The Commission shall engage relevant stakeholders in discussions and activities aimed at furthering international cooperation in the enforcement of the legislation. They shall promote the exchange and documentation of personal data protection legislation and practice, including on jurisdictional conflicts with third countries.
EU-US Privacy Shield
The EU-US Privacy Shield decision was adopted on 12 July 2016 and the Privacy Shield framework became operational on 1 August 2016. This framework protects the fundamental rights of anyone in the EU whose personal data is transferred to the United States for commercial purposes. The framework also brings legal clarity for businesses relying on
- transatlantic data transfers.
- The new arrangement includes
- data protection obligations on companies receiving personal data from the EU
- safeguards on US government access to data
- effective protection and redress for individuals
- an annual joint review by EU and US to monitor the correct application of the arrangement.
The first annual review took place in September 2017 and, on that basis, the Commission published on 18 October 2017 a report on the functioning of the Privacy Shield.
References and Sources
Data Protection Act 1988
Data Protection (Amendment) Act 2003
Data Protection Act 2018
Data Protection (Fees) Regulations 1988, S.I. No. 347 of 1988
Data Protection Act 1988 (Commencement) Order 1988, S.I. No. 349 of 1988
Data Protection (Registration Period) Regulations 1988, S.I. No. 350 of 1988
Data Protection (Registration) Regulations 1988, S.I. No. 351 of 1988
Data Protection Act 1988 (Restriction of Section 4) Regulations 1989, S.I. No. 81 of 1989
Data Protection (Access Modification) (Health) Regulations 1989, S.I. No. 82 of 1989
Data Protection (Access Modification) (Social Work) Regulations 1989, S.I. No. 83 of 1989
Data Protection Act 1988 (Section 5 (1) (D)) (Specification) Regulations 1993, S.I. No. 95 of 1993
Data Protection Commissioner Superannuation Scheme 1993, S.I. No. 141 of 1993
Data Protection Act 1988 (Section 16(1)) Regulations 2007, S.I. No. 657 of 2007
Data Protection (Fees) Regulations 2007, S.I. No. 658 of 2007
Data Protection (Processing of Genetic Data) Regulations 2007, S.I. No. 687 of 2007
Data Protection (Processing of Genetic Data) Regulations 2007, S.I. No. 687 of 2007
Data Protection Act 1988 (Section 5(1)(D)) (Specification) Regulations 2009, S.I. No. 421 of 2009
Data Protection Act 1988 (Section 2B) Regulations 2011, S.I. No.486 of 2011
Data Protection Act 1988 (Section 2B) Regulations 2012, S.I. No.209 of 2012
Data Protection Act 1988 (Section 2A) Regulations 2013, S.I. No.313 of 2013
Data Protection Act 1988 (Commencement) Order 2014, Sino. 337 of 2014
Data Protection Act 1988 (Section 2B) Regulations 2015, S.I. No.240 of 2015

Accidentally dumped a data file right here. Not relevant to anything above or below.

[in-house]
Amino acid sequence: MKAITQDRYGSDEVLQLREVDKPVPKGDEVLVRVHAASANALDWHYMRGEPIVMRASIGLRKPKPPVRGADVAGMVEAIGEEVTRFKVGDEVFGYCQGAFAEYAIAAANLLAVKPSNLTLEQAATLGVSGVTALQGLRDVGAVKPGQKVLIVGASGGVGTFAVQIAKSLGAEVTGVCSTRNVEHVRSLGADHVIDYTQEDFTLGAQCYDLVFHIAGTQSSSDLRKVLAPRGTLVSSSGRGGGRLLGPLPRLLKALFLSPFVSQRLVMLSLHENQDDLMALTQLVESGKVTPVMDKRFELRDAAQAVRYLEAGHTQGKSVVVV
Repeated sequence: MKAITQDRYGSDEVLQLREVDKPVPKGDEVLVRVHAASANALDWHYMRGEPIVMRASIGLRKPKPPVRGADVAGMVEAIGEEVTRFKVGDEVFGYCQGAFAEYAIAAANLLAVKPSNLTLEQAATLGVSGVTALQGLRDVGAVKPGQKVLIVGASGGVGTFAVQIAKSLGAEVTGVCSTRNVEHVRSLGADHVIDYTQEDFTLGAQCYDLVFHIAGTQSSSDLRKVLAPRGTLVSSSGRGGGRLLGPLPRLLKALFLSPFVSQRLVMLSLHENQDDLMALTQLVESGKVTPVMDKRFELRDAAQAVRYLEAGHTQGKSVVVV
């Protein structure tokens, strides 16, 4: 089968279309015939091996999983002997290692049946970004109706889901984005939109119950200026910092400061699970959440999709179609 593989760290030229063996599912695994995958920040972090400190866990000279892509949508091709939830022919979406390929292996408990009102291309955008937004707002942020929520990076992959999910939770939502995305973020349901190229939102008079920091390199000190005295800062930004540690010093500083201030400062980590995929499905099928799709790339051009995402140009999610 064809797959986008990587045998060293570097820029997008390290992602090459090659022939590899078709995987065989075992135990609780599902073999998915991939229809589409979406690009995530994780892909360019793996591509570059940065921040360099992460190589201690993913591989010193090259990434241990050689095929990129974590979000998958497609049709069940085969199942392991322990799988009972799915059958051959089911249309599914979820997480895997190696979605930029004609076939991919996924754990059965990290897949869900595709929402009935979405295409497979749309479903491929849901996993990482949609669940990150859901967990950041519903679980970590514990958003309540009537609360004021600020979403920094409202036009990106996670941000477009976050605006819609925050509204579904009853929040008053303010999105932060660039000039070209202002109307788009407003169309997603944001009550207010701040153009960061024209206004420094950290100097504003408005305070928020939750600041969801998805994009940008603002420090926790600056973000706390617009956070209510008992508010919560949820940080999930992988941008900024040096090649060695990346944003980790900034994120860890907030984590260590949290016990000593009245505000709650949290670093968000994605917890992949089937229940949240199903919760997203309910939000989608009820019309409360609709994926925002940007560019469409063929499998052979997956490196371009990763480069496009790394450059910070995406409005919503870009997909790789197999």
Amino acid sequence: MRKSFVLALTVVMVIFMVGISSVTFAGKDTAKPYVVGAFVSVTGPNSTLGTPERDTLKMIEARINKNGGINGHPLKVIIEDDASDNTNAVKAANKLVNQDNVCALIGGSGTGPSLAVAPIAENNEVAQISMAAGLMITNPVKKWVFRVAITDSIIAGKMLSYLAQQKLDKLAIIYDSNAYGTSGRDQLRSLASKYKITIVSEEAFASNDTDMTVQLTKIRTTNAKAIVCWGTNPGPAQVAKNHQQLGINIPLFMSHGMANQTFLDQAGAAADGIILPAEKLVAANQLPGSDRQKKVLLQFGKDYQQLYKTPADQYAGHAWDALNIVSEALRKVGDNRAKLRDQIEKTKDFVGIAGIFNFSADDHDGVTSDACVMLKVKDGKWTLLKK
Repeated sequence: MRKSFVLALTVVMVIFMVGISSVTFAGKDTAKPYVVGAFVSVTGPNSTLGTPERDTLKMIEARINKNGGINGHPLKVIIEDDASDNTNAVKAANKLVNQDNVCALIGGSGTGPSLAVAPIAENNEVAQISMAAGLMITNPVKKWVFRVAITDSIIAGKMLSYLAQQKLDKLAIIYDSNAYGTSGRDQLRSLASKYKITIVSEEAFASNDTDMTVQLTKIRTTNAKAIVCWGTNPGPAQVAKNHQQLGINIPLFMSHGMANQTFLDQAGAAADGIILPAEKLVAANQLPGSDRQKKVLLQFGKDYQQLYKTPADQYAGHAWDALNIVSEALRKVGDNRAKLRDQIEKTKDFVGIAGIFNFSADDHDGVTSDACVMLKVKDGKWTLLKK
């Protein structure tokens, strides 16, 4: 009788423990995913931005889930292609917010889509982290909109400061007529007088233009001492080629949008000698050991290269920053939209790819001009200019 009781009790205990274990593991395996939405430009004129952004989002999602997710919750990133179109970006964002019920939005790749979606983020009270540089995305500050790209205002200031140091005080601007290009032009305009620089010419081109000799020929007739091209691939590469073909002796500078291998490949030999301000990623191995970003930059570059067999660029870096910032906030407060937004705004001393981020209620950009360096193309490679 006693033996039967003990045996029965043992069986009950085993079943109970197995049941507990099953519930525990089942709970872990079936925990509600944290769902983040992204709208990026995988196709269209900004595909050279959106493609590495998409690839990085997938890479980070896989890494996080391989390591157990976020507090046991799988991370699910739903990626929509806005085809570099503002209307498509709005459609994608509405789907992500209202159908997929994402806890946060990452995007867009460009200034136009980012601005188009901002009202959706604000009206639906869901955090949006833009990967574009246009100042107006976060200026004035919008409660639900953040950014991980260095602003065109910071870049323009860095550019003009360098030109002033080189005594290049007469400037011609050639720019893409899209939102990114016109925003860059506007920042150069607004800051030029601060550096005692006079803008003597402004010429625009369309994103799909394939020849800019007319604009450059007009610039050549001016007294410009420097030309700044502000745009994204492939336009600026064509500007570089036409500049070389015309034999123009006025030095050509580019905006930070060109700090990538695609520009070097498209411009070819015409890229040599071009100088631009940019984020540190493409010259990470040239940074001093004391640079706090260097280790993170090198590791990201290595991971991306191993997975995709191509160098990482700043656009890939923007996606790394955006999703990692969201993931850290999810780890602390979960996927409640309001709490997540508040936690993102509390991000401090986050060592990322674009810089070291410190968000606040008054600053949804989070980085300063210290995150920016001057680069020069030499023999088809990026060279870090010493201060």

Data Protection Act 1988 (Section 2A) Regulations 2016, S.I. No.220 of 2016
Data Protection Act 1988 (Section 2B) Regulations 2016, S.I. No.426 of 2016
Data Protection Act 1988 (Section 2B) (No. 2) Regulations 2016, S.I. No. 427 of 2016
Data Protection (Amendment) Act 2003 (Commencement)Order 2003, S.I. No. 207 of 2003
Data Protection (Amendment) Act 2003 (Commencement) Order 2007, S.I. No. 656 of 2007
Data Protection (Amendment) Act 2003 (Commencement) Order 2014
Regulation (EU) 2016/679 of the European Parliament and of the Council of 27 April 2016 on the protection of natural persons with regard to the processing of personal data and on the free movement of such data, and repealing Directive 95/46/EC (General Data Protection Regulation) (Text with EEA relevance)
Directive (EU) 2016/680 of the European Parliament and of the Council of 27 April 2016 on the protection of natural persons with regard to the processing of personal data by competent authorities for the purposes of the prevention, investigation, detection or prosecution of criminal offences or the execution of criminal penalties, and on the free movement of such data, and repealing Council Framework Decision 2008/977/JHA
Regulation (EC) No 45/2001 of the European Parliament and of the Council of 18 December 2000 on the protection of individuals with regard to the processing of personal data by the Community institutions and bodies and on the free movement of such data
Directive 95/46/EC of the European Parliament and of the Council of 24 October 1995 on the protection of individuals with regard to the processing of personal data and on the free movement of such data
EU Data Protection Law Kelleher & Murray 2018
Information & Technology Communications Law Kennedy & Murphy 2017
Social Networking Lambert 2014
Law Society PPG Hyland Technology & Intellectual Property Law 2008
Information Technology Law in Ireland 2 Kelleher & Murray 2007
Data Protection Law in Ireland: Sources & Issues 2 Lambert 2016
Privacy & Data Protection Law in Ireland Kelleher 2015
Data Protection: A Practical Guide to Irish & EU Law Carey 2010
Practical Guide to Data Protection Law in Ireland A&L Goodbody 2003
EU and UK Texts
Information Technology and Intellectual Property Law 7th ed 2018 Bainbridge 2018